The Death of Two Truthful Voices

Yusuf / Cat Stevens

The striking similarity between the two recently departed Muslim souls, Shuhada Sadaqat (Sinead O’Connor) and Professor Shabir Akhtar, became clear to me a few days after their passing: both of these formidable intellects were equally bold and fearless in stating the Truth as they saw it, and able to nobly suffer the horrendous barrage of criticisms which followed.

Yes, I have stated things which went against the grain on occasions, but the backlash forced me somewhat to temper my outbursts as time went on. Perhaps because I didn’t state my beliefs clearly enough, and allowed brash ‘soundbites’ to broad brush over my inability to articulate the Truth as I perceived it.

What’s upsetting is the fact that the media and establishment which controls and shapes it, is becoming more and more distant from the freedom it claims to champion. How can it be true to the principle of freedom of speech when it continuously leans towards the suppression of alternate points of view? Who’s interest is it guarding? Not the public’s. They rightfully deserve to know the whole picture, particularly if an issue is raised in public view but but is only partially exposed or explained.

It made me furious to recently read an article on the BBC’s website about the impact Sinead O’Connor’s life made on Ireland, without it even once mentioning that the great and influential lady had embraced Islam. She was a Muslim and taken the name Shuhada Sadaqat (literally, Witness/ Martyr of Truth). Barefaced and shameful journalistic dishonesty. That’s what it was. And it regrettably remains so.

When Sinead declared that her whole life she had been a Muslim without realising it, she was expressing the same incredible enigma which I also discovered when I too was exposed to the teachings of Islam – at long last. Not the Islam of journalistic headlines or hearsay; not the Islam as seen through ethnic prejudice, distortion or bias but the Islam which is revealed to the true seekers of knowledge.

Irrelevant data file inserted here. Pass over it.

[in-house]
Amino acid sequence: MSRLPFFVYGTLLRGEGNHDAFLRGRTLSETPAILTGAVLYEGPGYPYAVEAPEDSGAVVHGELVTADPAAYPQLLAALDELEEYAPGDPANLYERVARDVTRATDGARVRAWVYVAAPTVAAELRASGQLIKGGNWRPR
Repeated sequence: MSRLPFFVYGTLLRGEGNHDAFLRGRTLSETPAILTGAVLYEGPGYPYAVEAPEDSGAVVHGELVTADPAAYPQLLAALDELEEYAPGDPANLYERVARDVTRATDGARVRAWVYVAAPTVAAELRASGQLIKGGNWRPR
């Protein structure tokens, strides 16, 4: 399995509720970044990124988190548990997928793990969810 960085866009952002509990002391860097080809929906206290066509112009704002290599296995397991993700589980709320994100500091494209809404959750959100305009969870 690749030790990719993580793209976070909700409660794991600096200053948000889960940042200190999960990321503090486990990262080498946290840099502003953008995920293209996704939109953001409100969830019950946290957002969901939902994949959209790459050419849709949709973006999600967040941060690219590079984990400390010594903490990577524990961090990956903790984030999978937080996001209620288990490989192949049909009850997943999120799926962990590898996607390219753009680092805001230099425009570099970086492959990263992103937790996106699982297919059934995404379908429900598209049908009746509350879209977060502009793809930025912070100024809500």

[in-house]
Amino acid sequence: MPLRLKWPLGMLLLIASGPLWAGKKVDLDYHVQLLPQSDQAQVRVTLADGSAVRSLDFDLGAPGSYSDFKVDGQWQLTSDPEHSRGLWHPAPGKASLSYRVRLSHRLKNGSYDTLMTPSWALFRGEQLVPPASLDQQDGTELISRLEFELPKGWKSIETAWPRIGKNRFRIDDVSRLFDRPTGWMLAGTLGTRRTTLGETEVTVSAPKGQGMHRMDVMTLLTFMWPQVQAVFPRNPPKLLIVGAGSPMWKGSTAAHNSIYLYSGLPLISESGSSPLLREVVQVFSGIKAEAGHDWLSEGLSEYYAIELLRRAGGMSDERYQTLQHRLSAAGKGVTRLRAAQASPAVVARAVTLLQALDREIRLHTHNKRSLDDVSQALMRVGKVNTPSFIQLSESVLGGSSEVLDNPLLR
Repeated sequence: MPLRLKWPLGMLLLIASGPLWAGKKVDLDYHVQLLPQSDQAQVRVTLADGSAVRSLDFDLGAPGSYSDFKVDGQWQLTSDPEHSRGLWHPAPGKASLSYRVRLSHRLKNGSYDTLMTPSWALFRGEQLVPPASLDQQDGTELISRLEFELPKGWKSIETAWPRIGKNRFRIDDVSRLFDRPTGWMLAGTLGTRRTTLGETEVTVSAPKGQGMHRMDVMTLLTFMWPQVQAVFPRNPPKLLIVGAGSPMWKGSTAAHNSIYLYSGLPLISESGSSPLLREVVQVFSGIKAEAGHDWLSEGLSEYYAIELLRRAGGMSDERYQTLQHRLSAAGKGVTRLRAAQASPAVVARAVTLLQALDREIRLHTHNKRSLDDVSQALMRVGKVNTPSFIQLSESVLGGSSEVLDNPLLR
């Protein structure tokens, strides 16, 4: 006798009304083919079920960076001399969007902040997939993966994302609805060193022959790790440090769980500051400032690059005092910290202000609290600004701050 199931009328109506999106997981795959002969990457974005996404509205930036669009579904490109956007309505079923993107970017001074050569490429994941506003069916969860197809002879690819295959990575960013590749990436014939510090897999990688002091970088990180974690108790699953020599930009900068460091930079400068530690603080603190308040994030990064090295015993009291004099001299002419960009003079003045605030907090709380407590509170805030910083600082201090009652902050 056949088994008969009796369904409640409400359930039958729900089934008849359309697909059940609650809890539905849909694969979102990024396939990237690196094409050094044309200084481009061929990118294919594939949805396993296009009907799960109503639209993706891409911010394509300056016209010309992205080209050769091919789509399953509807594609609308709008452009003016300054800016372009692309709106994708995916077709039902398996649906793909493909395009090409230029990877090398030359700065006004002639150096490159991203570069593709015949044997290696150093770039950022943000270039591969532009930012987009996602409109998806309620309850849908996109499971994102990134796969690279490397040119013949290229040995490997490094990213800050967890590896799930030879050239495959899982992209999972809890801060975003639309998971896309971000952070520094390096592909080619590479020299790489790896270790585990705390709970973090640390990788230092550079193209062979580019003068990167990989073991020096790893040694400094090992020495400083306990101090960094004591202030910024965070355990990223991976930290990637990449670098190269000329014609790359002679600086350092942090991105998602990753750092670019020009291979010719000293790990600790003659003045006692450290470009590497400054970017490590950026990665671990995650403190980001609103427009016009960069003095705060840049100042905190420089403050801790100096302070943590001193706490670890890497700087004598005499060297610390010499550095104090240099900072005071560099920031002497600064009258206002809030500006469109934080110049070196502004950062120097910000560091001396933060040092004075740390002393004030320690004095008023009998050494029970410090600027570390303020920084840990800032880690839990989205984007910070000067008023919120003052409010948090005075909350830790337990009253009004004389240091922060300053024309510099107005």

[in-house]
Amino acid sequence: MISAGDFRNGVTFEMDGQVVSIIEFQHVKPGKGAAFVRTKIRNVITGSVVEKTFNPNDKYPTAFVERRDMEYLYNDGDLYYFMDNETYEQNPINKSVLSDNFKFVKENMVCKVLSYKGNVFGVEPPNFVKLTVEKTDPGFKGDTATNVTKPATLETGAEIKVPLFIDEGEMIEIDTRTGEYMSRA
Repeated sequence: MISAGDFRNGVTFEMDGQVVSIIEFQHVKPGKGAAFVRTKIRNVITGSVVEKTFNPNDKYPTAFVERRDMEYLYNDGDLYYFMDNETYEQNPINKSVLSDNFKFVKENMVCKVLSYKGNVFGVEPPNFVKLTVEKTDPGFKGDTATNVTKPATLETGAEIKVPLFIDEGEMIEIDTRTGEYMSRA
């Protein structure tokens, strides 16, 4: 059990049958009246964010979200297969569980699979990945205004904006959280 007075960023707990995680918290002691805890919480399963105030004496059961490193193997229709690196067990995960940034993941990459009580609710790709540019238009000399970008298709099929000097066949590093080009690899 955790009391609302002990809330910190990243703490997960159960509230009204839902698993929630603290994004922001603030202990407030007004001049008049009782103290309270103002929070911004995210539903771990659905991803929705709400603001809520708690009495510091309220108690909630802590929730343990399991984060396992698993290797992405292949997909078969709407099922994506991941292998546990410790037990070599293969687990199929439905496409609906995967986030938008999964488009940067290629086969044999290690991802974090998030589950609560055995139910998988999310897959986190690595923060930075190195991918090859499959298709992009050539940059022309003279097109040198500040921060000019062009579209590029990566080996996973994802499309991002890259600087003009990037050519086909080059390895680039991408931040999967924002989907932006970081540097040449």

Confronting one’s ignorance is not easy, particularly in public, but once it is faced, the experience can be truly liberating.

Sinead or Shuhada, call her by whatever name you wish; it’s the same person! Simply do not ignore the principle reason behind the massive transformation of mind and heart which happens when a person of stature and influence, like her (or myself for that matter), finally chooses a faith to follow, and adjusts their lives in accordance with it.

God never left Sinead, she simply found a path back home to Divine Oneness, though educating herself in the dark with only the light of inquisitiveness within her heart to guide the way. Do not turn off the light and vital attention from her life after she has left us, by concealing the who she really was, what she wanted to be and remembered as.

The only remaining postscript to her life and story is the unexplained mystery, as to how she actually died; Fifty-six is not a common age for people to pass unless it’s for medical reasons. Information which could help the public to understand better the circumstances and causes of her death has been little or nothing. I just pray and hope, when more is revealed, it will not leave further room for distortion, misunderstanding or silence on the part of the powerful press in pursuit of its own prejudicial interests.

As for the late Professor Shabbir Akhtar, may God grant him peace, he was the lone voice that could speak eloquently and with intellect and challenge the media during many moments of crisis. Known for his – sometimes – controversial views, he fought boldly against Islamophobia, and was highly gifted in predicting the trends within the modern world and its impact on the Muslim psyche. In 1989 he wrote that it would be Muslims next to face genocide in Europe. Srebrenica happened not long after that.

He was also extremely articulate in the debate surrounding the Satanic Verses, and was also been highly critical of the Muslim academic’s failed response to technological and scientific challenges in the post-modern era. A bright a luminous intellect and star, which only few were able to have glimpsed during his short period here on earth.

We pray for the families, to find peace and comfort in patience with God’s will. Surely the heaven we seek, for ourselves and for souls like Shuhada and Shabbir, is one and the same, so let’s unite with that thought in the ultimate, undying hope of God’s Mercy and forgiveness/Amen.


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